It was these Talks and Agreement, which took almost a decade, that America has unilaterally cancelled. Only the first four of the American twelve demands are nuclear-related and they essentially refer to issues covered during the Talks. The other eight are about politics. One demand is that Iran releases all U.S. citizens, as well as citizens of its allies, irrespective of whatever crime they might have committed. A second demand is that Iran should end support to Middle East “terrorist” groups, including Hezbollah and Hamas. The Hezbollah (the Party of God), one of Lebanon’s political parties, with its allies, won over 50 percent of that country’s parliamentary seats in the May 2018 elections. It was founded in 1982, following Israel’s invasion of Lebanon. In 2000, it forced Israel to withdraw from Lebanon. Six years later, Hezbollah, led by the charismatic Hassan Nasrallah, engaged Israel in a 34-day inconclusive war – the first armed group to fight the Israeli armed forces to a standstill. When the Islamic State (ISIS) and the terrorist al-Nustra Front invaded Syria, the Hezbollah crossed into Syria to fight them and stop Syria from falling into their arms. On the other hand, Hamas is the radical Palestinian party that runs Gaza. America hopes to weaken these groups by seeking to force Iran to cut ties with them.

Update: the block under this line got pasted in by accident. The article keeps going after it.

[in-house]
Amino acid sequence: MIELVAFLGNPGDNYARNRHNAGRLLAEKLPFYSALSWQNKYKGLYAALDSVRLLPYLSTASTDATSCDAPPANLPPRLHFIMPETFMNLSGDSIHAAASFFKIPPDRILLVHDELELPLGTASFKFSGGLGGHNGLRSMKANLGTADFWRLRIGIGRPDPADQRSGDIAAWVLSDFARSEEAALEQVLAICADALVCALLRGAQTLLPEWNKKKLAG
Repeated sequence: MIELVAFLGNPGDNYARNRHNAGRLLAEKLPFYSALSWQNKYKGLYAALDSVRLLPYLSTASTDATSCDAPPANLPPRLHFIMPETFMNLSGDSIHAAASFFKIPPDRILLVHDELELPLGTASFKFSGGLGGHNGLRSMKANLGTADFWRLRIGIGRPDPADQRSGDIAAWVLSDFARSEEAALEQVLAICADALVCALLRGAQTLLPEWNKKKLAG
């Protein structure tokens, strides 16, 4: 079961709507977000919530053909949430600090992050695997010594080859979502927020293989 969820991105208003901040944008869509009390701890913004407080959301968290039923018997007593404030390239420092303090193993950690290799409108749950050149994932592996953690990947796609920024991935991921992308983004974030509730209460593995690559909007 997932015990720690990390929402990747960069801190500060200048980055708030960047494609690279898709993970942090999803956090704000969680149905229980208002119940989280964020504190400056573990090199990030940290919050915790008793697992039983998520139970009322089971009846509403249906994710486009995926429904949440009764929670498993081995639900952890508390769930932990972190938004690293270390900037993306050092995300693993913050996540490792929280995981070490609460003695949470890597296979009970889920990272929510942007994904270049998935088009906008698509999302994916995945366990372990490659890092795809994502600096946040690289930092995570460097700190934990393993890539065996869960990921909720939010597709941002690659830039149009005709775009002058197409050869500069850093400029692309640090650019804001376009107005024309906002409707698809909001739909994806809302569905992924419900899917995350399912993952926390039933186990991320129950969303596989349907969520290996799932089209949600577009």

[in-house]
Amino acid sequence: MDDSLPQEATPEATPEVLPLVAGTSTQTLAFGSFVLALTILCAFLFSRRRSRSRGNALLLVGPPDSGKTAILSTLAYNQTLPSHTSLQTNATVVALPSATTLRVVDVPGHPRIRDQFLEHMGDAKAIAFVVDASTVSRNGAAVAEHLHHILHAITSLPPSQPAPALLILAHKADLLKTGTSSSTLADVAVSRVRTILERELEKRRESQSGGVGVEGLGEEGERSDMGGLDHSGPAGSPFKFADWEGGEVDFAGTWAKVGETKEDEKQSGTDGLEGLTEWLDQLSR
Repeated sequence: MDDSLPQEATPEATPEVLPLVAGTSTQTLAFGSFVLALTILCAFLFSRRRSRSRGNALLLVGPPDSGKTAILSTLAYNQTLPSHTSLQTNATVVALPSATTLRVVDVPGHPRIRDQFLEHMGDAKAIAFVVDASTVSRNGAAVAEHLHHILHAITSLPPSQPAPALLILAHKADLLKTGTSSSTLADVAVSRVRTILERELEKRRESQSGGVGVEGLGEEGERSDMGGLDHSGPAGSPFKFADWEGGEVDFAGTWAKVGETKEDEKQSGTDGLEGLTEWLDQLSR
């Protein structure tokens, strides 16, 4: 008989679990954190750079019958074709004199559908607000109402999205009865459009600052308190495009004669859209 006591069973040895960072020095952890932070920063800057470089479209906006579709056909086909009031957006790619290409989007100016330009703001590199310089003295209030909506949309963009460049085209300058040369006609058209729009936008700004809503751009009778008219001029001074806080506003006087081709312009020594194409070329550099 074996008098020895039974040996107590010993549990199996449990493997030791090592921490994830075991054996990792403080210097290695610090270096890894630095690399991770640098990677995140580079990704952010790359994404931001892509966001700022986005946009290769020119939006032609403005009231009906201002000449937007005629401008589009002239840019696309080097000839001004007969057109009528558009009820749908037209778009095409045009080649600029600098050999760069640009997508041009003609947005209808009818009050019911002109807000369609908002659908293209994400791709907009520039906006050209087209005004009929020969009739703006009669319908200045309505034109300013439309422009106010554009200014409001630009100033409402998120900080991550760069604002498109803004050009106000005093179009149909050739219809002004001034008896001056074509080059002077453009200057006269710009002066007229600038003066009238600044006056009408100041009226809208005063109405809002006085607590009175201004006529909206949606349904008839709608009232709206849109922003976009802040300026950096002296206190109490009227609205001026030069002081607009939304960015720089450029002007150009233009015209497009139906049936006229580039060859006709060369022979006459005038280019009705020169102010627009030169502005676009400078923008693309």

Another American demand is that Iran ‘respects the sovereignty of the Iraqi government and permit the disarming, demobilisation and reintegration of Shia militias.’ Interestingly, it is America, not Iran, that invaded Iraq and is still occupying it. How does it want Iran to disarm groups in Iraq? How can Iran go and clean up the mess it has turned the once, prosperous and united Iraq into?